MIAMI (WSVN) - Officials in Miami-Dade are preparing to go into communities with high number of COVID-19 infections to make sure residents understand why wearing a mask is so important.

Three South Florida communities have seen an alarming spike in coronavirus cases. More than 5,500 new cases were reported in the state over a 24-hour period.

As a result, local leaders are sending out special teams, called SURGE, to educate people and pass out supplies.

“We hopefully will have supplies for them that they don’t have: masks, sanitary supplies, those kinds of things to make it safer for them,” said Miami-Dade Mayor Carlos Gimenez.

The mayor announced on Wednesday that the top three ZIP codes for spikes in the deadly disease also included 33125 in Little Havana and 33030 in Homestead.

“I was shocked,” said business owner Rigo Bito. “I was shocked when they said 33142. I was born and raised here in Allapattah.”

Bito was stunned to find out Kuky Estillo Barber Shop sits in one of Miami-Dade’s hottest ZIP codes for the coronavirus.

“You see people very protected,” said one resident.

“I didn’t know Homestead was that hot, because I don’t see a lot of people out,” said one resident.

“The SURGE team will be going into neighborhoods, speaking to residents and businesses about the importance of wearing a mask inside businesses,” said Gimenez.

Roughly 100 county employees will also hand out kits, including hand sanitizers, in an effort to stem the spread.

“Everybody walking, go to the restaurants, sometimes you go to the restaurants and see somebody with something protective,” said resident Tracy Lacruz.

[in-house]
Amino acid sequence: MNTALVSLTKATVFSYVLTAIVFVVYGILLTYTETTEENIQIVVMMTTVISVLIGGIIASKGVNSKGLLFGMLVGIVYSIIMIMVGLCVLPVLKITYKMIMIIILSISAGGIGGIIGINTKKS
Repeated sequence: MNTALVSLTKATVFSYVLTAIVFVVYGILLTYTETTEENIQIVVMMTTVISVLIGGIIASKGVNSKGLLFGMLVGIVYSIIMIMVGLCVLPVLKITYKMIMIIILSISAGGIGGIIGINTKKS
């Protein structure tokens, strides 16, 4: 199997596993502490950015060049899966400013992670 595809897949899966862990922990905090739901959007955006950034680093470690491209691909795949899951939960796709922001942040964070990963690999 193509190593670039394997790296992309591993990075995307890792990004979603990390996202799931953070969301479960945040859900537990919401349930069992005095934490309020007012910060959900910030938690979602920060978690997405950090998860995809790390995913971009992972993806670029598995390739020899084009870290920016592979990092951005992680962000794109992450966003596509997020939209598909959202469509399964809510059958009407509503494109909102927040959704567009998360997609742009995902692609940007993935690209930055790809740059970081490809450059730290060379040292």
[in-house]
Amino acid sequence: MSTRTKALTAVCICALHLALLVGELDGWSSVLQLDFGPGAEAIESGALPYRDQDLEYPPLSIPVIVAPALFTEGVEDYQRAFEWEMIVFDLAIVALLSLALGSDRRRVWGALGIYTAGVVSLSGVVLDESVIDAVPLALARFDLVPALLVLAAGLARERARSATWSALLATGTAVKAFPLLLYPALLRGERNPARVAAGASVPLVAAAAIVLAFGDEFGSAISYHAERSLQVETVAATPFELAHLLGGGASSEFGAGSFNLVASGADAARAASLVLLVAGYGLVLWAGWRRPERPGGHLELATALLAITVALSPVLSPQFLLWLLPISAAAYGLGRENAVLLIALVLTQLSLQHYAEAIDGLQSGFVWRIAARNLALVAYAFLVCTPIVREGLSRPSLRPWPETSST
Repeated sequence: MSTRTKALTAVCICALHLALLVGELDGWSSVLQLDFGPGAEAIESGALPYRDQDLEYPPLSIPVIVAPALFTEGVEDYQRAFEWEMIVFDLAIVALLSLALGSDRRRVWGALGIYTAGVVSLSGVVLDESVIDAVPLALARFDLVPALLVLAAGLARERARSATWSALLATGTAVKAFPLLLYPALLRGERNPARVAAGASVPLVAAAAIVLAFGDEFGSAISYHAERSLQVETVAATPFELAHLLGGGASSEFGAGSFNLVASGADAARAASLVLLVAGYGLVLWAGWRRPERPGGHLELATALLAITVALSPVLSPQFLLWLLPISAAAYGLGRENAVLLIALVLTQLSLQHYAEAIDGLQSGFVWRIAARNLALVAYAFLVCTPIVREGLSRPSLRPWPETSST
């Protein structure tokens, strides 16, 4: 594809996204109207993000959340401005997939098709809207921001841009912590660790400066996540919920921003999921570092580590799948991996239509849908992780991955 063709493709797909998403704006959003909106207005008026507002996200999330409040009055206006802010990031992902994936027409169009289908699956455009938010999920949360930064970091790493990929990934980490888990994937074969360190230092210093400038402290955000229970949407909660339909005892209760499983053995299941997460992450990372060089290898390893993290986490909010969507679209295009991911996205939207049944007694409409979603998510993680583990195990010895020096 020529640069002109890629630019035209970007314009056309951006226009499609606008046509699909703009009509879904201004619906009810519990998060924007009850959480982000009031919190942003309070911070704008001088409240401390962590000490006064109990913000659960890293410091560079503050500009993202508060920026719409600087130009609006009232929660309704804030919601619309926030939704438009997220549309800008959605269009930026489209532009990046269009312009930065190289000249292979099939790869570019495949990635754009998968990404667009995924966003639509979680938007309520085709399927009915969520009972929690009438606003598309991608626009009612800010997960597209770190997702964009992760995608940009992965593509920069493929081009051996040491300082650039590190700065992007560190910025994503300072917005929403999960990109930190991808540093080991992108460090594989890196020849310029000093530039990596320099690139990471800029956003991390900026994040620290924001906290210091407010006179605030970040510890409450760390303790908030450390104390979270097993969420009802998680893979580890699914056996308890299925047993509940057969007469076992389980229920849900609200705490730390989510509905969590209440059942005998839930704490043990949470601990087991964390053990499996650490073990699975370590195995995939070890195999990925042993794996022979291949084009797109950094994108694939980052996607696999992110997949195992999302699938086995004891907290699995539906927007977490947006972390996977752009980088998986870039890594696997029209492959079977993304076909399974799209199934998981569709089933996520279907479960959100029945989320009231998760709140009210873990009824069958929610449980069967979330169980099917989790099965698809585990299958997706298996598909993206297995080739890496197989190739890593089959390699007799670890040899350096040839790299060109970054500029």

The consequences could be dire if the message does not get out.

“I’m asking parents and grandparents to be very careful and not get close to your kids or grandkids,” said Gimenez. “Obviously, there’s no county order that will make people do this, just common sense. It’s really a matter of life and death.”

On Thursday, the state reported another major increase in COVID-19 cases, now totaling 114,000.

Miami-Dade courts became the first government agency to roll back their opening. They’re ending all in-person access with only a few exceptions.

Across South Florida, only a quarter of intensive care unit beds are still available.

However, Gimenez said there are still plenty of medical resources available.

“We still have over 450 ICU beds available, with the ability to put another 400 in operation really quickly,” he said.

Hospitals across South Florida are taking proactive steps. Memorial Health Care System has set up tents all week in preparation for a possible influx of patients.

Testing sites, meanwhile, continue to see long lines of people waiting in their cars, like at Hard Rock Stadium or C.B. Smith Park.

Another casualty of COVID-19 appears to be Independence Day. Gimenez said he doesn’t want firework displays taking place on the Fourth of July.

“I don’t think it’s a good idea at this point, unfortunately. It’s just another victim of COVID-19,” he said.

Gimenez said he hopes to get the SURGE teams mobilized and out by the weekend.

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